By Brian Fonseca
October 25, 2007
The loss of unencrypted storage media from an Iron Mountain Inc. vehicle
last month renewed calls for IT managers to better protect data stored
The Louisiana Office of Student Financial Assistance (LOFSA) said the
unencrypted data lost from the vehicle of its contractor on Sept. 19
included the names, birth dates and Social Security numbers of thousands
of state residents.
The state agency, based in Port Allen, La., administers several state
scholarship programs as well as the states 529 College Savings Plan.
Sue Boutte, assistant executive director and chief operating officer of
the agency, this week declined to say whether the unencrypted data was
stored on tape or disk drives. However, she conceded, If you trust your
data to a courier, then obviously something like this can happen.
According to Boutte, the incident occurred while the agency was working
on a plan to encrypt all backup data stored off site.
LOFSA was in the process of developing our disaster and recovery plan,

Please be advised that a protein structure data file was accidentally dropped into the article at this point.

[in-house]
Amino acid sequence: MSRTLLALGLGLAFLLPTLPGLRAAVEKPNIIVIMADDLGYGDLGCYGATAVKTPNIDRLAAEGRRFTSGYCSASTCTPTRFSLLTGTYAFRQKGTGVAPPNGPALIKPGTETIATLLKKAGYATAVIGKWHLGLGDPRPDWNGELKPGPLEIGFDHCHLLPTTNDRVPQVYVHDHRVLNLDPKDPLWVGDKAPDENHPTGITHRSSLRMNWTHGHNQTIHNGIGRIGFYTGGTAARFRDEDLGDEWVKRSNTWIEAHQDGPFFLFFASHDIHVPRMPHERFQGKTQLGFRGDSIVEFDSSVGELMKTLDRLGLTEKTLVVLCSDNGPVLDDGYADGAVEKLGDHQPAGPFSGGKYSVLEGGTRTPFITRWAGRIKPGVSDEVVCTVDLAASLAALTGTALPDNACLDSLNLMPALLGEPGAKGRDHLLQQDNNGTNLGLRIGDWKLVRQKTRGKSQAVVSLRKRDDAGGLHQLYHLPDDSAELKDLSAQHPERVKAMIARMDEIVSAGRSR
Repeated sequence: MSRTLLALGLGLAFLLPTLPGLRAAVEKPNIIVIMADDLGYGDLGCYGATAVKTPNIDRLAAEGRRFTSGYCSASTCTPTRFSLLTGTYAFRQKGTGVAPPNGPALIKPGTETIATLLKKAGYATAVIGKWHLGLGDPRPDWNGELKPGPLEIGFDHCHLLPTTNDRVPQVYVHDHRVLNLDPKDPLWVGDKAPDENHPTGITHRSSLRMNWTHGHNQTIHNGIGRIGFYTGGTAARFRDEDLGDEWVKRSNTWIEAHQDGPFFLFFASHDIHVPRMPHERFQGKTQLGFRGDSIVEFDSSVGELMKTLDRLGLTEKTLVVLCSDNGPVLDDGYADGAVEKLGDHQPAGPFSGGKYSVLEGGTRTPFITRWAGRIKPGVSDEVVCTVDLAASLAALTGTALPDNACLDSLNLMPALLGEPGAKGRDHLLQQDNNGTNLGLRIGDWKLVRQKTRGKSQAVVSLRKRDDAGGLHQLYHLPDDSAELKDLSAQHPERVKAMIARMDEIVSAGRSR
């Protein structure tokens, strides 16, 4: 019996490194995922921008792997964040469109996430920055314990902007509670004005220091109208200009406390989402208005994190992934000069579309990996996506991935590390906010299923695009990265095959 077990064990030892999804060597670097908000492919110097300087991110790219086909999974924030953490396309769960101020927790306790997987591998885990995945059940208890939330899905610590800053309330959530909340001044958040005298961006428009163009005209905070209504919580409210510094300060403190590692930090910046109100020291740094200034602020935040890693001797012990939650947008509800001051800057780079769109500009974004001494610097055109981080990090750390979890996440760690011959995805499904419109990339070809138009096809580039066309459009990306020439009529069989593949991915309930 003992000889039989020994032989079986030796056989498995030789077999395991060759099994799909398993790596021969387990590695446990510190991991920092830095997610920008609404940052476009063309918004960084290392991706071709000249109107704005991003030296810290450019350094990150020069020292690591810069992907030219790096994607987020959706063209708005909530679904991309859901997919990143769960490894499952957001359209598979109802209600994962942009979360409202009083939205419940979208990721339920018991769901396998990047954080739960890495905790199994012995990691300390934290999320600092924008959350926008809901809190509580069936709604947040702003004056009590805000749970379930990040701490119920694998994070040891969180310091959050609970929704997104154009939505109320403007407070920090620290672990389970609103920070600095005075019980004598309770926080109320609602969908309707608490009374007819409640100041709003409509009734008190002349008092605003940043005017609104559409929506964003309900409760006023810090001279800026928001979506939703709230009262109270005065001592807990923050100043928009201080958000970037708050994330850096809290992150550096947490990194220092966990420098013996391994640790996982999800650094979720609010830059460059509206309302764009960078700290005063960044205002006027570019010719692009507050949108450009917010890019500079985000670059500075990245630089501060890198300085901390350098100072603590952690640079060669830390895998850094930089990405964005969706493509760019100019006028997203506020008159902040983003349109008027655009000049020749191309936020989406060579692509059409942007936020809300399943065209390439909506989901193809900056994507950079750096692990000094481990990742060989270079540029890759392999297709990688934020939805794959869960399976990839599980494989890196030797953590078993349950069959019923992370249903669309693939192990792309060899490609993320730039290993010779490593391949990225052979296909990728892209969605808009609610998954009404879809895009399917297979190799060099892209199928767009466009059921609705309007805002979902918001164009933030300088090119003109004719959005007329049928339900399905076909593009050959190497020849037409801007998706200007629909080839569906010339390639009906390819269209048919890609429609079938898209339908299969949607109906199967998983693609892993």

but [the loss] occurred before we could get it in place and establish it
as a standard plan, she said.
In a statement, Boston-based Iron Mountain blamed the loss of the device
on a driver [who] did not follow established company procedures when
loading the container onto his vehicle. The statement also noted that
the company encourages its customers to encrypt backup data.
In a recent interview, Iron Mountain CEO Richard Reese said his firm is
working hard to eliminate human error by its employees. For example, the
company announced this summer that it is retrofitting its fleet of
trucks with a new self-designed security and tracking system.
A similar incident two years ago prompted TD Ameritrade Inc. to encrypt
all of its backup data, said a spokesman for the Omaha, Neb.-based
financial services firm.
The backup tapes, later recovered, fell off a conveyor belt and became
lost in a shipping facility of an undisclosed contractor. Those tapes
contained personal data on 200,000 Ameritrade clients.
At the time we re-evaluated our [backup] processes and procedures, and
from that point forward, we encrypted [all data] and have taken that
extra level of protection, the spokesman said.
Brian Babineau, an analyst at Milford, Mass.-based Enterprise Strategy
Group Inc., said that IT managers who dont encrypt data are not doing
their jobs. Organizations need to understand that encryption is a
necessity and not a luxury anymore.
This would be the equivalent of not locking your luggage when you travel
overseas or leaving your wallet exposed in your back pocket, he added.
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